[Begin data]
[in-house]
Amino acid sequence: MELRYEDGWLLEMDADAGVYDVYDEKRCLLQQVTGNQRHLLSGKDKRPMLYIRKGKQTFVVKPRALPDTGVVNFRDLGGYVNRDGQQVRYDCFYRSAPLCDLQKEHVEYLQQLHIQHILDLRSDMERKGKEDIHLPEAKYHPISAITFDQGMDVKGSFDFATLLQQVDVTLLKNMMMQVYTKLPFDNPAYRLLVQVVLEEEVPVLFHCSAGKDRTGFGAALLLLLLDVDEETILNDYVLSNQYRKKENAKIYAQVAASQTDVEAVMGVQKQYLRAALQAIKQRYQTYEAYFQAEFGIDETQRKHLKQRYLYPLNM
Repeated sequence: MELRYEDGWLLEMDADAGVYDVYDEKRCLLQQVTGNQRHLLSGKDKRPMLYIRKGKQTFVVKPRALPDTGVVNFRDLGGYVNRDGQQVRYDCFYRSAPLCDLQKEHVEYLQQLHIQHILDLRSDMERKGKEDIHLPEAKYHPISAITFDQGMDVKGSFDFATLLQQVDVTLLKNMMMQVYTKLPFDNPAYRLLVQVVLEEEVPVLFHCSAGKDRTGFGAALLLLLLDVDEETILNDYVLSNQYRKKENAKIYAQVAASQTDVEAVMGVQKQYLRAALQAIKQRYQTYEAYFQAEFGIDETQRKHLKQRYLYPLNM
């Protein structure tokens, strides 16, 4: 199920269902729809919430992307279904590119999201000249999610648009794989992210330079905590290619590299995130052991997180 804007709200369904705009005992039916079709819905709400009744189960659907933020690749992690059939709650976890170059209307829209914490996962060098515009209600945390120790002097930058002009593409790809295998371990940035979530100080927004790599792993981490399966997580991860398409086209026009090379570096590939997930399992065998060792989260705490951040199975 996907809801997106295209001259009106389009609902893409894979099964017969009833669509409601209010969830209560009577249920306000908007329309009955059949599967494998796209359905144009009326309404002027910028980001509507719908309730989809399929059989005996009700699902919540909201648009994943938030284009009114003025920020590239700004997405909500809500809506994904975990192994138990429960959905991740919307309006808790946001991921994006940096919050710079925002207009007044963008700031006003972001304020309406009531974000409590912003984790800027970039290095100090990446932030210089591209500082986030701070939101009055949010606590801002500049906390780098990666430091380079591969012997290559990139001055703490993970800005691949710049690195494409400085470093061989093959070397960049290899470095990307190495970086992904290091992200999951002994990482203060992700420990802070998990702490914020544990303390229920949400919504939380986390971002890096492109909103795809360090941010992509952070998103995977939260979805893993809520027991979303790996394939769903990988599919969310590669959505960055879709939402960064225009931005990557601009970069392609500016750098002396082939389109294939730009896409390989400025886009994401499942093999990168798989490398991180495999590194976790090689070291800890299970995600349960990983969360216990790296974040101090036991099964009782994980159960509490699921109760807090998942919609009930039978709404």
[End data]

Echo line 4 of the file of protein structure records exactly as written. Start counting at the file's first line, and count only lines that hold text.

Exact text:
């Protein structure tokens, strides 16, 4: 199920269902729809919430992307279904590119999201000249999610648009794989992210330079905590290619590299995130052991997180 804007709200369904705009005992039916079709819905709400009744189960659907933020690749992690059939709650976890170059209307829209914490996962060098515009209600945390120790002097930058002009593409790809295998371990940035979530100080927004790599792993981490399966997580991860398409086209026009090379570096590939997930399992065998060792989260705490951040199975 996907809801997106295209001259009106389009609902893409894979099964017969009833669509409601209010969830209560009577249920306000908007329309009955059949599967494998796209359905144009009326309404002027910028980001509507719908309730989809399929059989005996009700699902919540909201648009994943938030284009009114003025920020590239700004997405909500809500809506994904975990192994138990429960959905991740919307309006808790946001991921994006940096919050710079925002207009007044963008700031006003972001304020309406009531974000409590912003984790800027970039290095100090990446932030210089591209500082986030701070939101009055949010606590801002500049906390780098990666430091380079591969012997290559990139001055703490993970800005691949710049690195494409400085470093061989093959070397960049290899470095990307190495970086992904290091992200999951002994990482203060992700420990802070998990702490914020544990303390229920949400919504939380986390971002890096492109909103795809360090941010992509952070998103995977939260979805893993809520027991979303790996394939769903990988599919969310590669959505960055879709939402960064225009931005990557601009970069392609500016750098002396082939389109294939730009896409390989400025886009994401499942093999990168798989490398991180495999590194976790090689070291800890299970995600349960990983969360216990790296974040101090036991099964009782994980159960509490699921109760807090998942919609009930039978709404």